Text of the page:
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Crime and Punishment
Sanity Sets In On Stanford Sexual Assault Case

For nearly a week, the entire internet has been calling for the head of the Santa Clara County judge who gave Brock Turner, the former Stanford swimmer convicted of sexual assault, an unexpectedly light sentence of six months in county jail plus three years probation (and lifetime registration as a sex offender). Nearly half-a-million people have signed a petition calling for Judge Persky’s ouster, and his office has apparently been inundated with threatening phone calls. On Twitter and on Facebook, it became an article of faith that this judge was the devil incarnate who hated women and abetted white privilege, and that anything short of his swift removal from office would be a travesty of justice.

Two days ago, we meekly pointed out that the social media mob leading the crusade against Judge Persky had not, to put it lightly, considered the implications of its crusade. “The judiciary is supposed to be the bulwark between specific criminal cases and the politics of the moment,” we wrote. Even if Turner’s sentence was too light (it seems to us that a two-year sentence—the low end of the California Penal Code parameters for Turner’s crimes—would have been more appropriate) ousting judges for unpopular sentences threatens to undermine the integrity of the criminal justice system. It also pressures judges to be more punitive overall—a burden that will ultimately fall disproportionately on poor people and minorities.

This was an unpopular—even solitary—opinion forty-eight hours ago. But now that the mob has dominated discussion for several days, rationality appears to be setting in, at least in some quarters. Three other media outlets have now pushed back on the torches-and-pitchforks groupthink.

First, here’s Mark Joseph Stern in Slatehighlighting the hypocrisy inherent in liberals’ response to the Turner sentence:

Judicial elections are already a travesty of justice. Recall efforts compound the problem: They blatantly put pressure on judges to follow public opinion—or mob mentality—rather than maintaining judicial independence. […]

Liberals’ blasé attitude toward judicial impeachment and victim impact statements in the Turner case, then, must be viewed as part of a larger trend: the willingness among a certain faction of the American left to jettison progressive principles in a good-hearted but profoundly misguided effort to stop sexual violence.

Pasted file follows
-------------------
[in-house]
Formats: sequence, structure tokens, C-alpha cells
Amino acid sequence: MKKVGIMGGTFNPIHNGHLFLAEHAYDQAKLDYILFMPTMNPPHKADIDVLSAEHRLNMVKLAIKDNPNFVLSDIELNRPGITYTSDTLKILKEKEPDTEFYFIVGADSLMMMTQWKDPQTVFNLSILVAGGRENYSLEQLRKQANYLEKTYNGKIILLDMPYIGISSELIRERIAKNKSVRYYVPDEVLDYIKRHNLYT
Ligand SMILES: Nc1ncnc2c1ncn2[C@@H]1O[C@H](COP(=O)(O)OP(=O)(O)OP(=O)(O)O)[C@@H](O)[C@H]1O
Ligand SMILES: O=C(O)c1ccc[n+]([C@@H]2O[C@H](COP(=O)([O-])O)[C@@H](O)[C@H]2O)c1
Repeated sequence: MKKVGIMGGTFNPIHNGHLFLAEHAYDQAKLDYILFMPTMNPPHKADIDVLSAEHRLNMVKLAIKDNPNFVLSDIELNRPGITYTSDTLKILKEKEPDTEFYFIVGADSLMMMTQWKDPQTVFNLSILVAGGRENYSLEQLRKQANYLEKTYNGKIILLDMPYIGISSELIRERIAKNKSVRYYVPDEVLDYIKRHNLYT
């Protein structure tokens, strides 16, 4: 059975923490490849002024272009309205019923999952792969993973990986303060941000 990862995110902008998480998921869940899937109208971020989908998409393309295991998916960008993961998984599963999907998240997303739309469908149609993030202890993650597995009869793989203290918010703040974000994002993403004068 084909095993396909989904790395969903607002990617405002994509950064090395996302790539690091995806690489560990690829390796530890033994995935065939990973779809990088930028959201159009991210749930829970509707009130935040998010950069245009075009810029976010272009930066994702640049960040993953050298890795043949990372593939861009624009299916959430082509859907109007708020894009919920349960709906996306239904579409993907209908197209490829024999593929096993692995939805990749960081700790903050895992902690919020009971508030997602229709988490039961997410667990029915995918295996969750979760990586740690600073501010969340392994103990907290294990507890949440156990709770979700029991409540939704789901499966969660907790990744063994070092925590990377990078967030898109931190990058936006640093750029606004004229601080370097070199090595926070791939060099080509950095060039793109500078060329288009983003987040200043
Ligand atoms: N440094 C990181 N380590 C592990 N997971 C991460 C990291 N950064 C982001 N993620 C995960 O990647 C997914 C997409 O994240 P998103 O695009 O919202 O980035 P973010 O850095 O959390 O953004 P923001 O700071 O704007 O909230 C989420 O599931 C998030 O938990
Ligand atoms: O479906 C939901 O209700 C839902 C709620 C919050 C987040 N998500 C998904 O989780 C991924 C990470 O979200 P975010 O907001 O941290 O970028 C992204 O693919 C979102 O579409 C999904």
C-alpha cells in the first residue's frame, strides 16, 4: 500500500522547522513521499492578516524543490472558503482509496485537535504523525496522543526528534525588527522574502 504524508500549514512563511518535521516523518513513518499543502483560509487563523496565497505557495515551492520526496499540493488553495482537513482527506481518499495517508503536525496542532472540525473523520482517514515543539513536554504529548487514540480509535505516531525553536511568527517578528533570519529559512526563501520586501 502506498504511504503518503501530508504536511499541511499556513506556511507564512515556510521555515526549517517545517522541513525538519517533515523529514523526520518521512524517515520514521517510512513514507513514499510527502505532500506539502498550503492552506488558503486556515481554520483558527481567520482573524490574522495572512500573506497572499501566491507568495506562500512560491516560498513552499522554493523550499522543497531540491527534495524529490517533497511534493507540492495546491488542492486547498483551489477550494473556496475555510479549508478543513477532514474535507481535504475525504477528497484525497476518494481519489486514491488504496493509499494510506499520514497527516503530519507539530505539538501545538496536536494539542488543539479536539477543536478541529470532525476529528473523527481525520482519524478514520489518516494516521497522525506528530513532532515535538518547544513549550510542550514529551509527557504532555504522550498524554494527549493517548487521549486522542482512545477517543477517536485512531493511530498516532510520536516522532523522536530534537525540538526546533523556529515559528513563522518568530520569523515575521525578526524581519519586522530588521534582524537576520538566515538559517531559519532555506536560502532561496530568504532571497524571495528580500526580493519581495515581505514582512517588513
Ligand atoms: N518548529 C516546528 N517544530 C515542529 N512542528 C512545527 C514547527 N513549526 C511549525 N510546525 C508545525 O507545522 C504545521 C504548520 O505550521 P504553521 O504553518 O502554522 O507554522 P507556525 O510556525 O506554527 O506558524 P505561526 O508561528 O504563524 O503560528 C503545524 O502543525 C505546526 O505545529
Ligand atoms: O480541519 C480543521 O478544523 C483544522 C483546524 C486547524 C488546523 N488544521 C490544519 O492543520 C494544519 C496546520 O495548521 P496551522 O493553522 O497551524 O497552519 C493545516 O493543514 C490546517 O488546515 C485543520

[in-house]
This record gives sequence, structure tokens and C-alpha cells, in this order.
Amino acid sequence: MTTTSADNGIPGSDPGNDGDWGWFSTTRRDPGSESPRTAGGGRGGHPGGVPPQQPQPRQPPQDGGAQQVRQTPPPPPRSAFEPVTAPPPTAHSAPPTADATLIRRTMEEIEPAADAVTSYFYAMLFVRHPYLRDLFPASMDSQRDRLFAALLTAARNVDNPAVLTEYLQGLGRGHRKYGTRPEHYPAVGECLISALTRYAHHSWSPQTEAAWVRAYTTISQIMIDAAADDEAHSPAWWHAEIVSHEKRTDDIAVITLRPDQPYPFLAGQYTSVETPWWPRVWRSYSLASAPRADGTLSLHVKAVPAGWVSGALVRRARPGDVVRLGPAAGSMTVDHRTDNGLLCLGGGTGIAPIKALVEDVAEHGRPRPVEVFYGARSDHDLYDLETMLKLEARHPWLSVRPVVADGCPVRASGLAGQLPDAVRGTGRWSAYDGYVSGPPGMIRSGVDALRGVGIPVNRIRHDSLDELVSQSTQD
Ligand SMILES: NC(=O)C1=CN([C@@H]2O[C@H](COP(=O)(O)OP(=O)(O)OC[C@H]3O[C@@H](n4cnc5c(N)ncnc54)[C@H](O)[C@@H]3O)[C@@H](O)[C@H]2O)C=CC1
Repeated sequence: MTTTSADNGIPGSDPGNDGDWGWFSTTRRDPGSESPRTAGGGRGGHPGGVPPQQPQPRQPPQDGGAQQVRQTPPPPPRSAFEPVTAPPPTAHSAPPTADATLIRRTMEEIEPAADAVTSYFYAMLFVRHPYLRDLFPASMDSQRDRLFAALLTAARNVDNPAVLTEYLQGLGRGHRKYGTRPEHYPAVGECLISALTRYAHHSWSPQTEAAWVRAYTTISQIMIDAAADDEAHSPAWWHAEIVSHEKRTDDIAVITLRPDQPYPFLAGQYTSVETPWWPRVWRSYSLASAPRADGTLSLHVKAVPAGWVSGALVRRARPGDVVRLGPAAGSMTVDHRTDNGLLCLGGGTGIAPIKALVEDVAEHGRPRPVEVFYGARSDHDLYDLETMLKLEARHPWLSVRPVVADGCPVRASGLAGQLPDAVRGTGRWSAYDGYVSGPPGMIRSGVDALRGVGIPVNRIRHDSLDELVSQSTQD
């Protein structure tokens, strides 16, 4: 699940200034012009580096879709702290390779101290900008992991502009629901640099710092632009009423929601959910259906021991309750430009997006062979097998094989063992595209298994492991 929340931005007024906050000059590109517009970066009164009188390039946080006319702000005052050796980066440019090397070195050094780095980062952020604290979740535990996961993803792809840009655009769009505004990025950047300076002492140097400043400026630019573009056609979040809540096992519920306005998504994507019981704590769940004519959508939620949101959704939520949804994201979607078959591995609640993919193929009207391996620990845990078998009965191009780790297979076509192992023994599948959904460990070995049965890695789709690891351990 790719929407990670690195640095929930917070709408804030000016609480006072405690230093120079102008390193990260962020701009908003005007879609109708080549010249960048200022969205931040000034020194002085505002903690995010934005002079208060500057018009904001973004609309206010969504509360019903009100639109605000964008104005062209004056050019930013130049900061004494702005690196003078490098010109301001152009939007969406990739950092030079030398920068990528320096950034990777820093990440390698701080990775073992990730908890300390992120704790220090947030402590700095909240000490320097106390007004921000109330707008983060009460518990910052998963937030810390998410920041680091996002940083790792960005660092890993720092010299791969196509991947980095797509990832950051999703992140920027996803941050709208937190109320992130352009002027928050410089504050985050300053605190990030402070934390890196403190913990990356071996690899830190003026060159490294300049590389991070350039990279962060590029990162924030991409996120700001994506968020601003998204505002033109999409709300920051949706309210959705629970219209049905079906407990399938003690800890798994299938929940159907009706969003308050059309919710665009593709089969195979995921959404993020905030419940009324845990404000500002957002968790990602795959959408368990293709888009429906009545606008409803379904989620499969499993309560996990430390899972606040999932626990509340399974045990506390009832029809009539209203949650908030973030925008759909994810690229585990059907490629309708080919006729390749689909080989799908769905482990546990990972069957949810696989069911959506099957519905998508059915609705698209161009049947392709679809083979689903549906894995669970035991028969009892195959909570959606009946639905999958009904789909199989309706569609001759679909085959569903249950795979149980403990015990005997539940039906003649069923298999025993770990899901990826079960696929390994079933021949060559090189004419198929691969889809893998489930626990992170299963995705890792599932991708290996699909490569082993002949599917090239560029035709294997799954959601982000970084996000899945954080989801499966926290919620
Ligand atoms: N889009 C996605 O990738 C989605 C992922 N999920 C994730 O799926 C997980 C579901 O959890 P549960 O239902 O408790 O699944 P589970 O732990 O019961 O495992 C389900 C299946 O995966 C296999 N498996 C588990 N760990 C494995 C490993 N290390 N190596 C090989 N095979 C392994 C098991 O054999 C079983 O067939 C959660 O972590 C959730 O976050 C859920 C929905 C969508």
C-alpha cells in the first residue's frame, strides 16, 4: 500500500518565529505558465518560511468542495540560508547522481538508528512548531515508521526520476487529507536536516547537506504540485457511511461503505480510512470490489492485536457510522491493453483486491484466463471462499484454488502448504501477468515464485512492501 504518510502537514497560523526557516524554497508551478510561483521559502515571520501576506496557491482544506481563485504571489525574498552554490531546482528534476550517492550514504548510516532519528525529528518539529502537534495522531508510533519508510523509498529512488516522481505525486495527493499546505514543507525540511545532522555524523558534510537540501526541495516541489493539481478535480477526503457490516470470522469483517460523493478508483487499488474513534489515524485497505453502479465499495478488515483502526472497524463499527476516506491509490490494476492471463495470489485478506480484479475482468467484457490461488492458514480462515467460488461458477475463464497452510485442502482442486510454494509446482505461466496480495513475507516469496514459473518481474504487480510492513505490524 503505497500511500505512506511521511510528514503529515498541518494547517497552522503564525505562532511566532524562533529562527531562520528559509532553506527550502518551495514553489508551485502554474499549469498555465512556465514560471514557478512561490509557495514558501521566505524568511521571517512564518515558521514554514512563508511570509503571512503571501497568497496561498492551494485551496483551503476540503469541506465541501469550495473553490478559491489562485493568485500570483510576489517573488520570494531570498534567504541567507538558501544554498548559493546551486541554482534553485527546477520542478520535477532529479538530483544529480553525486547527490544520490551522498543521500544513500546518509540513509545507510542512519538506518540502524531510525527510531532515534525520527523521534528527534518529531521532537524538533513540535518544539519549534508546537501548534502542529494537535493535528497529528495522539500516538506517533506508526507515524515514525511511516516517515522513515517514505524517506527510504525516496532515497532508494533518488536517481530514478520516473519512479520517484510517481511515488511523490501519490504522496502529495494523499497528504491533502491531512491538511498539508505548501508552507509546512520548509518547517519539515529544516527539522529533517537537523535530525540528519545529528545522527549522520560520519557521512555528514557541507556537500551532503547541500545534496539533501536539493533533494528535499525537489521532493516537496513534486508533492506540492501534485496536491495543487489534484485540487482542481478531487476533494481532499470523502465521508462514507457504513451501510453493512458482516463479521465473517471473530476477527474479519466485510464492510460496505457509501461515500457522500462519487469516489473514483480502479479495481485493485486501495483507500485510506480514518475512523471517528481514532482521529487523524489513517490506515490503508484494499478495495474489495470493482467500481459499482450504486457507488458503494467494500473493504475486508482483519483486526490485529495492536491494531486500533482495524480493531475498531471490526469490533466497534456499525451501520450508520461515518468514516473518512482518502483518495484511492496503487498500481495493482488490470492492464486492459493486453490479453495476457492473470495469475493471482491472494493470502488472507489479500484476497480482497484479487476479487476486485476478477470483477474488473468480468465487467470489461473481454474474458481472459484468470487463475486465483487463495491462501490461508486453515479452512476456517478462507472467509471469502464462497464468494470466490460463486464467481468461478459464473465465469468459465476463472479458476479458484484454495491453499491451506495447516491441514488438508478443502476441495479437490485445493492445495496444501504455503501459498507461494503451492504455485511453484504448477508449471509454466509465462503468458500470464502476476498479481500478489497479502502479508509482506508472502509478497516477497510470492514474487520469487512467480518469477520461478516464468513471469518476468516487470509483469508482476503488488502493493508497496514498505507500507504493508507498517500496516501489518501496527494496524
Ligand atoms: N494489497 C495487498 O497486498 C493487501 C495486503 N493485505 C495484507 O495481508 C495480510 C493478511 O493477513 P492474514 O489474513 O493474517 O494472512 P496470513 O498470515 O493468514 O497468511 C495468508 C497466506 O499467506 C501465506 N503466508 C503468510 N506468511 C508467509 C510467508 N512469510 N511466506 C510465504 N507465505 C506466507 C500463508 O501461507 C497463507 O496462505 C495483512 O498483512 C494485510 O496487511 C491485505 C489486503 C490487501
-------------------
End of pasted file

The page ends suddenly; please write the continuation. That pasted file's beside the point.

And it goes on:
And here’s the Los Angeles Times editorial board with a level-headed assessment of the dangers of mob justice:

Justice in any individual case isn’t put to a public vote. The electorate, the Twitterverse, the mob, newspaper editorial pages — none would be any better, and all would likely be much worse, at tailoring an emotion-free, just and balanced sentence than an imperfect but trained and experienced judge with the evidence and the probation report before him.

Finally, legal scholar Paul Butler, writing in the New York Times, reminds readers that a successful campaign against Judge Persky would ultimately perpetuate mass incarceration:

The message sent by a recall would be that before an elected judge hands down a sentence, she should think about how popular her decision will be with the public.

This would inevitably lead to harsher punishment because, politically, it’s always safer for a judge to throw the book at a convicted criminal rather than give him a break – even when giving him a break is the right thing to do.

As the recall campaign against Judge Persky demonstrates, social media mobs feeding off moral outrage temporarily undermine peoples’ ability to think clearly about substantive public policy questions. And that is precisely why sentencing in criminal cases should be left up to independent judges, as imperfect as they may be.

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  • WigWag

    So what percentage of the mob that you’re referring to are Bernie Sanders or Hillary Clinton voters? My guess is most of them.

  • Jim__L

    Atticus Finch v. The Mob — I guess a lot of Leftists have switched sides on that one.

    That was related to a sexual assault case too, if I recall correctly.

    • Jason Gardner